Angela Thirkell, Snob and Comic Genius

I have an ambivalent relationship with Angela Thirkell.  She is very, very funny; she is also very snobbish. My favorite of her novels is August Folly, which I described here in 2016 as “a hectic comedy in which a bossy village matriarch directs a summer production of Hippolytus in her barn.”

In her nonsensical Barsetshire series (yes, she borrowed Barsetshire from Trollope), Thirkell populates a ridiculously upper-class imaginary world with distracted widows, charming headmasters, smart headmistresses, eccentric lords, lovesick vicars, lonely secretaries, and obnoxious, silly schoolboys.  Thirkell wrote a book a year:  the first in the series, High Rising, was published in 1933, and the last, Three Score and Ten, in 1961.  One of the pleasures of the series is following the careers of recurring characters.  I am very fond of Mrs. Morland, a writer whose hairpins fall out as she plots her popular thrillers;  the unpunctual Lady Leslie and her constant dropping of prayer books; and Lydia Merton, whose muddled classical allusions make me chortle.

Some of her books are much better than others.   It can be wearisome to read about the characters’  attitudes toward “inferiors,” “the Empire,” and eastern European refugees. On the other hand, they volunteer for the Red Cross and care for the evacuees. They have good morals and values.  If only all snobs were like that!

I prefer the interwar novels of the 1930s, but her more rambling books of the 1940s are an invaluable source of history, as she more or less documented English civilian life.  I think of her as a comic Nella Last.

Still, Thirkell occasionally irritates me with her silliness and superciliousness.  Evelyn Waugh is much funnier about the war.   Waugh’s Put Out More Flags, a satire which features a family of evacuees so destructive that people pay money in order not to billet them, does not strike me as snobbish, because Waugh is a more skillful writer.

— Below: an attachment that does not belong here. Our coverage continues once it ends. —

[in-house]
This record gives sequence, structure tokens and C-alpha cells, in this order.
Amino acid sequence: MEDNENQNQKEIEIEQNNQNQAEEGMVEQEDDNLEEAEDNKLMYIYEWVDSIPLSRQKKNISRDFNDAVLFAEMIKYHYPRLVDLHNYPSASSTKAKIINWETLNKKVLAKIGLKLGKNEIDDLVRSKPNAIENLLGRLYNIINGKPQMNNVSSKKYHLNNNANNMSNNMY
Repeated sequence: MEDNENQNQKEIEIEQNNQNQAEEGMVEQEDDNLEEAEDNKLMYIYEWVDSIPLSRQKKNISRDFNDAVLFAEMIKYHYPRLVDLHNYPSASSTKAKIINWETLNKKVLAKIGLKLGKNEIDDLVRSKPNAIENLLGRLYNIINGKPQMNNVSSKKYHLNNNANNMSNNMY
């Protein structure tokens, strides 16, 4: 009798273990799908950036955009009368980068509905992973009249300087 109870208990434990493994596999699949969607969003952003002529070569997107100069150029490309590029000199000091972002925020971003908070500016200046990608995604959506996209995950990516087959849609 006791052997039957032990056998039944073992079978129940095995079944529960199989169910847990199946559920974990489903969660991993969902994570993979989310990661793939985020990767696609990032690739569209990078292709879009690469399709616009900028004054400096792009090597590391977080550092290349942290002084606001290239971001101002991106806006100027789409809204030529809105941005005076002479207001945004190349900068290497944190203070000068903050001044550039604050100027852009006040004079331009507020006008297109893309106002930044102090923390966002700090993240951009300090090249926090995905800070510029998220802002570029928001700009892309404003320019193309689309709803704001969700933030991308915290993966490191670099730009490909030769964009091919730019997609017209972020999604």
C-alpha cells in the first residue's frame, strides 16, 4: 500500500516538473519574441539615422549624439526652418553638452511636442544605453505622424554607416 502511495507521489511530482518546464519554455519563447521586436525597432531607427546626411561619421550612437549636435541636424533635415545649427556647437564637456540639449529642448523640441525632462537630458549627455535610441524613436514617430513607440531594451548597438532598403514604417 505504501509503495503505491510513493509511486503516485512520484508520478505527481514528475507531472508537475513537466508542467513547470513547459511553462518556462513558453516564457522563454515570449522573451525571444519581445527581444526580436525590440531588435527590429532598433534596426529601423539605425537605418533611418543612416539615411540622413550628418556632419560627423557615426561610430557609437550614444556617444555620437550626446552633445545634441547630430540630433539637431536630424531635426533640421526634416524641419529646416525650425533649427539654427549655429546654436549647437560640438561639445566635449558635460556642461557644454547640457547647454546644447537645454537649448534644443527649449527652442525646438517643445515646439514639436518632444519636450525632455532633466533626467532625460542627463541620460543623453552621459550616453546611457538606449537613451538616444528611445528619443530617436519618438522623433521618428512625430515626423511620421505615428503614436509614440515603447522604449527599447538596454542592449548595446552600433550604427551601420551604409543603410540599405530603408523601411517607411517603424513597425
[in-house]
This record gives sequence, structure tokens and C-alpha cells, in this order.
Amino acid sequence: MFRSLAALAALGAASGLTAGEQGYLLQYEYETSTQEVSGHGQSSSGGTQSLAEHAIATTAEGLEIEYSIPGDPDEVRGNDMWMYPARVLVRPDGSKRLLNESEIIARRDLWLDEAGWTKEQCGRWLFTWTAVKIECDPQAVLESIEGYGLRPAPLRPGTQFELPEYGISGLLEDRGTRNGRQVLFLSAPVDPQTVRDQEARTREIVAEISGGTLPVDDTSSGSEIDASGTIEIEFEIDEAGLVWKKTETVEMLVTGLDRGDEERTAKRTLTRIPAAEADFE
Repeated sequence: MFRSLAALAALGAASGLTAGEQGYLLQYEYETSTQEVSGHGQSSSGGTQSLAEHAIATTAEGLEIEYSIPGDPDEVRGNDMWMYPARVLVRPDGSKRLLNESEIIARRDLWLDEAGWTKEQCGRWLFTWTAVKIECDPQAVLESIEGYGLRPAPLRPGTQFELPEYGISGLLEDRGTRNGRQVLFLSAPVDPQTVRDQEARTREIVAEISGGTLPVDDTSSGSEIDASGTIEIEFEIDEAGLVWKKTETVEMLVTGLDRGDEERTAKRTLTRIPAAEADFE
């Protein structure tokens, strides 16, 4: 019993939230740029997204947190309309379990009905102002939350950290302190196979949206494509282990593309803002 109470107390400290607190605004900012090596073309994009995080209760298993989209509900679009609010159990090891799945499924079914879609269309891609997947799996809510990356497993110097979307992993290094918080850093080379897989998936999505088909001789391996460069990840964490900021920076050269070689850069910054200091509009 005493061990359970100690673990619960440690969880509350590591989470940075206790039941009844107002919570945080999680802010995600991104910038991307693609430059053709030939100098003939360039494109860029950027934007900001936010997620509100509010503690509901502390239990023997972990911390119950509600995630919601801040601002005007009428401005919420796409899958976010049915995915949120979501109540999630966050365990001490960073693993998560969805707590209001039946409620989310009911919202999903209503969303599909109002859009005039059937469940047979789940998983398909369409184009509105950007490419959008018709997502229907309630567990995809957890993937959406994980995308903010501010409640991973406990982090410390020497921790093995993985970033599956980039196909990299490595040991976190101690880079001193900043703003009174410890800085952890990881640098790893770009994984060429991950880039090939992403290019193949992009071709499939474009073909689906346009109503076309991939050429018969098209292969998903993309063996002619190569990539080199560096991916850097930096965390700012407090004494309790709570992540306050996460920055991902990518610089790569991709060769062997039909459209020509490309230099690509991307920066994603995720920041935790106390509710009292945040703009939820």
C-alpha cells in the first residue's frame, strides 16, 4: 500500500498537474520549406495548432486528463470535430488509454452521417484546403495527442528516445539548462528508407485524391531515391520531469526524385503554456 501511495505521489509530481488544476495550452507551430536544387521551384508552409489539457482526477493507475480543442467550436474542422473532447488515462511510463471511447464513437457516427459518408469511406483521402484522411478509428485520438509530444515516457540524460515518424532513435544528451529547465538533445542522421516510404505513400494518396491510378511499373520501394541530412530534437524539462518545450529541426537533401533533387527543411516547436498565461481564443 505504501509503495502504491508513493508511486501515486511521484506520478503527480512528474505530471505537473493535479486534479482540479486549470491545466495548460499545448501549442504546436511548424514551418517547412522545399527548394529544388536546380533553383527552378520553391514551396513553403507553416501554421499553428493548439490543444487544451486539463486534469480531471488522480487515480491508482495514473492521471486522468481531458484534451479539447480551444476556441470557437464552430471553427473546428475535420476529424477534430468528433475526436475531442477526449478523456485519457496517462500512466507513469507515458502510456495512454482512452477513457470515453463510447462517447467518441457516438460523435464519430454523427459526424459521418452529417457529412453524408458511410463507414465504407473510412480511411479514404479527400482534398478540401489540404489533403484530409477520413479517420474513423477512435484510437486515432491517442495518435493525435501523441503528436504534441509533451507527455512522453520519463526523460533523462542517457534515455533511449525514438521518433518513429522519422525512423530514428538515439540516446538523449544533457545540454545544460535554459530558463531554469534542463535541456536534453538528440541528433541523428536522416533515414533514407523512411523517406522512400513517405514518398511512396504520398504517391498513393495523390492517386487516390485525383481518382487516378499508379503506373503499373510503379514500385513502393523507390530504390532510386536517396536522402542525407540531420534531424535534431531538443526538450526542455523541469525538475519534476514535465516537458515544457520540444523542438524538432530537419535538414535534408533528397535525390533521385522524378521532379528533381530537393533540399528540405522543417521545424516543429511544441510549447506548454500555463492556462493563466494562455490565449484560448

The Thirkell revival is in some ways surprising.  She was nearly forgotten  In 2005 when Robert McCrum, in an excellent essay about literary societies, wrote,

Who, for example, reads Angela Thirkell these days? Yet there is a society devoted to her memory which organises group outings, promotes group discussion, and – I’ve no doubt – in the nicest possible way, gives Thirkell’s publishers hell about out-of-print titles.

All press is good press–and the Angela Thirkell Society organized an e-mail campaign to change McCrum’s mind.  If I remember correctly,  McCrum menitoned in a later article that he intended to try some Thirkell over the holidays.

N.B.  The Virago Modern Classics group at LibraryThing is sponsoring a monthlong reading of Angela Thirkell.  My Thirkell of the month is The Brandons, parts of which are brilliant, though it is not my favorite. I do find it very funny when Mrs. Brandon has to pretend to be interested in the vicar’s reading of his paper on Donne.  He is in love with her.  Fortunately, there are so many interruptions that he doesn’t make it past the first sentence.

Quotation of the Week: Angela Thirkell on the Greeks

August Folly angela thirkell 21219550It’s a new segment:  Quotation of the Week!

Why?  Because it’s easier to post a quote than actually write about a book.

I just reread Angela Thirkell’s hilarious novel, August Folly, a hectic comedy in which a bossy village matriarch is directing a summer production of Hippolytus in her barn.  Mrs. Palmer corrals friends, neighbors, relatives, servants, and station-masters to act, sew costumes, and train the chorus. I burst out laughing when her neighbor Mr. Tebben learns that, thank God, he will not have to play Theseus.  Here is his quirky response.